Make your business an ATM. (Really.) - Kristen Kalp

Make your business an ATM. (Really.)

Everyone has been to an ATM. We all know how it works: you walk or drive up, you give it your information. You don’t just tell the machine you want “some” money, you tell the ATM exactly what to give you.

That same precise request-making is what allows your business to give you what you want.

The clearer your goals, the greater your chances of achieving them.

Before we get to your personal goals, let’s see how much cash it takes to keep you in business. Root around in your banking statements from the last three months to find every expense that doesn’t go away from month to month: monthly services and subscriptions, paying your virtual assistant, business insurance, liability insurance, accounting, rent, supply costs, and anything related to keeping your online presence running.

Divide three months’ total by three to determine your average cost, and voila! You now know exactly how much it costs to stay in business. This is the bare minimum you have to earn, and it’s deducted from your business bank account before you bring home a paycheck. (Your iPhone has a calculator. Your statements are online. You can do this!)

For the sake of our example, let’s say this is $800. Let’s round it up to $1,000 so there’s a little cushion.

If you’re aiming to get all of your bills paid by your business, you’ll need to know exactly how much money you need to make. Add up all your personal expenses – rent or mortgage, electric, water, sewer, heating, internet, TV, phone, car insurance, gas, life insurance, health insurance, any other insurance, groceries, subscriptions, childcare, toiletries and necessities, and Netflix – from the last three months.

Now, divide the total of those personal expenses over the course of three months by three.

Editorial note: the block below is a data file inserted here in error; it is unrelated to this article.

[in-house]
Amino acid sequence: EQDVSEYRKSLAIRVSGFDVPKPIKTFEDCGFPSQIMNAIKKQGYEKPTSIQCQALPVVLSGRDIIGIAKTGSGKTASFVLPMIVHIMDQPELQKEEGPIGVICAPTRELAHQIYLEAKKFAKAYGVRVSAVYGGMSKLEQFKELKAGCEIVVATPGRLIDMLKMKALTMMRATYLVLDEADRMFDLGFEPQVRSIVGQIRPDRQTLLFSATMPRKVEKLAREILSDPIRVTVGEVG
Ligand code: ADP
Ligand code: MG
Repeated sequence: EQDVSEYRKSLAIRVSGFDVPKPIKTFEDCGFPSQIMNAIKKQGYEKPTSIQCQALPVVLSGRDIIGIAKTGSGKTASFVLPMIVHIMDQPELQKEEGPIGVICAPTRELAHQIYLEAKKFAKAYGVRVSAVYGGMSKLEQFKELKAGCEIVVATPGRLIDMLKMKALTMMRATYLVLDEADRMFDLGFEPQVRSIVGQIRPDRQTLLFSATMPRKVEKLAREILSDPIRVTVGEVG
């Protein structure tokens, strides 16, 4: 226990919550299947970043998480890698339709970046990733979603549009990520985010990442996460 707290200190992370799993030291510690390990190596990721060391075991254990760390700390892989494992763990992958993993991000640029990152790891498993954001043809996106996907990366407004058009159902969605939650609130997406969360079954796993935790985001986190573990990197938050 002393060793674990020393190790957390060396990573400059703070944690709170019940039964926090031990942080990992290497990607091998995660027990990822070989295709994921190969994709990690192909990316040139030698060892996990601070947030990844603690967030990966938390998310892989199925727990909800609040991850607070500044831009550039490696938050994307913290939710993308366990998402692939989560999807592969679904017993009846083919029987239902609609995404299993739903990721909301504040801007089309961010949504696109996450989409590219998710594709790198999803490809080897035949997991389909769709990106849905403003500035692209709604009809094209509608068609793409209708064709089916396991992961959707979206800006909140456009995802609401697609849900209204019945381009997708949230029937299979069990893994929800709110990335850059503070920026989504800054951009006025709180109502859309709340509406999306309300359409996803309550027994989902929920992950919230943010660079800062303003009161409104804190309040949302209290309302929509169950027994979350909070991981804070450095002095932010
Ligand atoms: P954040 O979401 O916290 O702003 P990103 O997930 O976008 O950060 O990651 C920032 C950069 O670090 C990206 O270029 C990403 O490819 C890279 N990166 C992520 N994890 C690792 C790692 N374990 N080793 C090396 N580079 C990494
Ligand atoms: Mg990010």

You now know exactly how much you need to earn to keep your personal life afloat.

To get your business making you that much, you’ll have to multiply your needed monthly total by 1.3 to account for setting aside tax money.

For example. If you need to spend $3,500 a month, you’ll need to bring home $4,550 and set aside $1,050 for the tax man. You’ve also got to earn $1,000 to keep your business running each month. That means you’ll need to be making $5,550 to bring home the bacon.

Knowing how much you need your business to make each month allows you to work backward for your marketing calendar.

Let’s keep going with this example. If you’re currently booking $600 gigs, you’ll need to book 10 of them to meet your needs in the coming month. That could be good news (yay, you’ve already booked 9!) or bad news (2 booked, ramen noodles imminent.)

With the numbers clearly laid out, you can see exactly how much hustling you’ll need to do in the coming weeks.

Because you now know precisely how many spots you need to book, you can use your marketing calendar to proactively plan incentives, cross-promotions, sales, specials, or word-of-mouth referral promotions. By thinking ahead and marketing consistently, you’ll keep your calendar brimming with business.

You’re now armed with numbers. You can see exactly how much you have to make. You can work backwards to see how much work you need. And you can fill your marketing calendar accordingly. (Boom goes the dynamite!)

I know it’s tempting to hide behind hope, but facing the numbers is your first step toward making your business into an ATM. (And a damn nifty one, at that.)

P.S.  How to get everyone you know to take your business seriously.